The growth of a newspaper press in a modern form dates from the failure to renew the Licensing Act in 1695. Several newspapers were quickly off the mark, including the tri-weekly Post Boy, Post Man, and Flying Post, all of which survived until well into the 18th cent. In April 1702 they were joined by the first daily paper, the Daily Courant, and though its circulation was modest, it stayed until 1735. At the same time the provincial press made its appearance with the Norwich Post (1701), followed by the Bristol Post Boy (1702), Exeter Post-Man (1704), and the Worcester Post-Man (1709). Though casualties among newspapers were heavy, the general progress through the 18th cent. was remarkable. By 1760 there were four London dailies and by 1790 fourteen. Provincial papers multiplied even quicker: by 1760 there were 35 in existence, 50 by 1780, and 150 by 1821. Stamp duty, introduced in 1715 to curb papers, brought in £911 in its first year but by 1781 was yielding more than £40,000 p.a. to the revenue. Circulation was much larger, comment less restrained. Mist's Weekly Journal pursued Walpole in the 1730s, the Middlesex Journal attacked North in the 1770s, and Cobbett's Political Register, claiming a staggering 60,000 copies in the 1800s, sustained a long campaign for reform of Parliament. From cautious beginnings, the press had become a major political force. Parliament was obliged in the 1770s to abandon its attempt to suppress publication of its debates, and though prosecution of editors continued and the stamp duty was raised during the Napoleonic wars, public appetite grew. The stamped papers were expensive, but an unstamped press flourished, and papers could be read by the less wealthy in coffee-houses, pubs, and barbers' shops.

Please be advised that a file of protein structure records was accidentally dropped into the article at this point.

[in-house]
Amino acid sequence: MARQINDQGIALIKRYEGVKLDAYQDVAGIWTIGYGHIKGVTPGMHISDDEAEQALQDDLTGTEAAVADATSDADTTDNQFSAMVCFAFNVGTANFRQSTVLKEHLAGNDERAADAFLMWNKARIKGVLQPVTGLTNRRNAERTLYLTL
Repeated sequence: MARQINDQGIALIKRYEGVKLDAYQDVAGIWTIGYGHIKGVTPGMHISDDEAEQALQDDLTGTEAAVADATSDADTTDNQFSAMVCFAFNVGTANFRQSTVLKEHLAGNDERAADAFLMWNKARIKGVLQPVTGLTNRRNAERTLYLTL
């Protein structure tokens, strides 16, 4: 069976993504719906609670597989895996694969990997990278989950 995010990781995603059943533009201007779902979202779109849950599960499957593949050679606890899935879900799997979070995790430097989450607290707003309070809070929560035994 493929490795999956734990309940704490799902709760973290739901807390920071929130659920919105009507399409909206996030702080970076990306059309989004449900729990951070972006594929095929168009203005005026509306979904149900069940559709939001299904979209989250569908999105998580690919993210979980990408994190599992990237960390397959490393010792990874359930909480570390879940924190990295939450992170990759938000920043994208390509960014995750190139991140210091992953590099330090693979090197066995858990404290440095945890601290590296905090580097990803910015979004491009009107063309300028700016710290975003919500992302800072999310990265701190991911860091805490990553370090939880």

Sunday newspapers, at first much opposed, began in 1779 with the launch of the Sunday Monitor, joined in 1791 by the Observer, whose great days were well ahead in the 1920s. By mid-century the Sunday papers were outselling the dailies and had already acquired a reputation for sensational journalism. The News of the World began its career in 1843. Among the dailies, the prodigious success was that of The Times, started in 1785 as the Daily Universal Register, changing its name in 1788, and forging ahead in the 19th cent. with the introduction of steam printing and a news service so good that government ministers begged to know what was taking place. By 1850 it was selling four times the number of the Morning Chronicle, Morning Herald, and Morning Post combined, and claiming (1852) that it stood ‘upon the breach between the present and the future, extending its survey to the horizons of the world’. Three years later, the abolition of the stamp duty enabled the Daily Telegraph to launch itself as a rival to The Times and by 1880 it was claiming 250,000 copies.
The ‘newspaper revolution’ of the late 19th and early 20th cents., which ushered in the ‘popular press’, was progression rather than a sudden change. Ever since newspapers began, the authorities had been anxious about their effect on the masses. The broadsheets of the 1640s had revelled in sex, violence, and the bizarre. George Reynolds in the 1840s mined a rich seam with Reynolds Magazine, offering articles and stories which sounded more lurid than they were—‘Wagner, the were-wolf’, ‘Varney the Vampire’, and ‘Maniac of the Deep’. W. T. Stead's campaign in the Pall Mall Gazette in 1885 against the prostitution of young girls (for which he went to well-publicized gaol for two months) anticipated later crusades, not least in its ambiguity. What was changing was the growth of a vast new reading public, benefiting from the introduction of compulsory elementary education in 1880, able to afford a paper, yet unprepared for long and strenuous reading. First to exploit the new market was George Newnes, whose Tit-Bits (1881) rocketed to success, with odd news items, tips and hints, and competitions. T. P. O'Connor followed with the Star, a London evening paper, in January 1888, and was selling 125,000 within the month, mainly to rail commuters. Next came Alfred Harmsworth, literally the first of the newspaper barons, with Answers (1888), Comic Cuts (1890), and Home Chat (1895), before launching the Daily Mail in 1896, selling at a halfpenny, and reaching 989,000 copies by 1900. Earnest citizens could not decide whether it was splendid that the masses were now reading, or shocking that they were reading trash.